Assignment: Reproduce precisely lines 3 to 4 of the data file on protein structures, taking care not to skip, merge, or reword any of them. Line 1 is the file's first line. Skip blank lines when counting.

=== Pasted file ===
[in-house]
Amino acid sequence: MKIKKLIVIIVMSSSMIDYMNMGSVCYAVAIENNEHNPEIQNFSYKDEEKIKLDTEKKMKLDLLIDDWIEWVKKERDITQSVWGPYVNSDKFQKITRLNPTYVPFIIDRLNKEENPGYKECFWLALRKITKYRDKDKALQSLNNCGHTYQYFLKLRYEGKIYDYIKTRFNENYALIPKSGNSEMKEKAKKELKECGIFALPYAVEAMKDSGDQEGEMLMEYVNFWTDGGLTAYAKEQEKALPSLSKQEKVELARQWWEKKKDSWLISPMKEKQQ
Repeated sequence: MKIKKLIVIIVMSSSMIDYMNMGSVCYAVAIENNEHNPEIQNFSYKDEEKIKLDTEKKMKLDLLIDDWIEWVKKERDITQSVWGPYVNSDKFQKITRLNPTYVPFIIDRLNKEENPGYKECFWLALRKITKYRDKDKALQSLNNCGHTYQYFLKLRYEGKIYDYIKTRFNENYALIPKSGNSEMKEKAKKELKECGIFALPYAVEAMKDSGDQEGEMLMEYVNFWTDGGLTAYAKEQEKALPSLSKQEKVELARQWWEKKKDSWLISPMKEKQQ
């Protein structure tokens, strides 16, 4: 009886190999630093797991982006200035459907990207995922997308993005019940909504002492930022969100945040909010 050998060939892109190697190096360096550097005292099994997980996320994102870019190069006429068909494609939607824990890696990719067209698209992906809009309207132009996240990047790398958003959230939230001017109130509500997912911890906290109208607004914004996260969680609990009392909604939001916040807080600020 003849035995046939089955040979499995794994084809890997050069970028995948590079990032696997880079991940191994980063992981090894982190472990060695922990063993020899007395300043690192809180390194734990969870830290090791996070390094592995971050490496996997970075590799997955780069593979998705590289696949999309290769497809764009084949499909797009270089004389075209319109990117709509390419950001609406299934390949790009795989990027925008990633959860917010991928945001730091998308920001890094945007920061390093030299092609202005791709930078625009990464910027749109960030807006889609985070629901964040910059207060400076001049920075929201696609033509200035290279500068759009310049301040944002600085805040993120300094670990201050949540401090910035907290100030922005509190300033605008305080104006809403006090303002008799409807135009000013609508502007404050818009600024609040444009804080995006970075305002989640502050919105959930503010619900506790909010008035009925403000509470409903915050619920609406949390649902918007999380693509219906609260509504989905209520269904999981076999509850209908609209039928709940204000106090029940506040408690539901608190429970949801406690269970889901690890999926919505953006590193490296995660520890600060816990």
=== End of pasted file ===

Repeated sequence: MKIKKLIVIIVMSSSMIDYMNMGSVCYAVAIENNEHNPEIQNFSYKDEEKIKLDTEKKMKLDLLIDDWIEWVKKERDITQSVWGPYVNSDKFQKITRLNPTYVPFIIDRLNKEENPGYKECFWLALRKITKYRDKDKALQSLNNCGHTYQYFLKLRYEGKIYDYIKTRFNENYALIPKSGNSEMKEKAKKELKECGIFALPYAVEAMKDSGDQEGEMLMEYVNFWTDGGLTAYAKEQEKALPSLSKQEKVELARQWWEKKKDSWLISPMKEKQQ
């Protein structure tokens, strides 16, 4: 009886190999630093797991982006200035459907990207995922997308993005019940909504002492930022969100945040909010 050998060939892109190697190096360096550097005292099994997980996320994102870019190069006429068909494609939607824990890696990719067209698209992906809009309207132009996240990047790398958003959230939230001017109130509500997912911890906290109208607004914004996260969680609990009392909604939001916040807080600020 003849035995046939089955040979499995794994084809890997050069970028995948590079990032696997880079991940191994980063992981090894982190472990060695922990063993020899007395300043690192809180390194734990969870830290090791996070390094592995971050490496996997970075590799997955780069593979998705590289696949999309290769497809764009084949499909797009270089004389075209319109990117709509390419950001609406299934390949790009795989990027925008990633959860917010991928945001730091998308920001890094945007920061390093030299092609202005791709930078625009990464910027749109960030807006889609985070629901964040910059207060400076001049920075929201696609033509200035290279500068759009310049301040944002600085805040993120300094670990201050949540401090910035907290100030922005509190300033605008305080104006809403006090303002008799409807135009000013609508502007404050818009600024609040444009804080995006970075305002989640502050919105959930503010619900506790909010008035009925403000509470409903915050619920609406949390649902918007999380693509219906609260509504989905209520269904999981076999509850209908609209039928709940204000106090029940506040408690539901608190429970949801406690269970889901690890999926919505953006590193490296995660520890600060816990």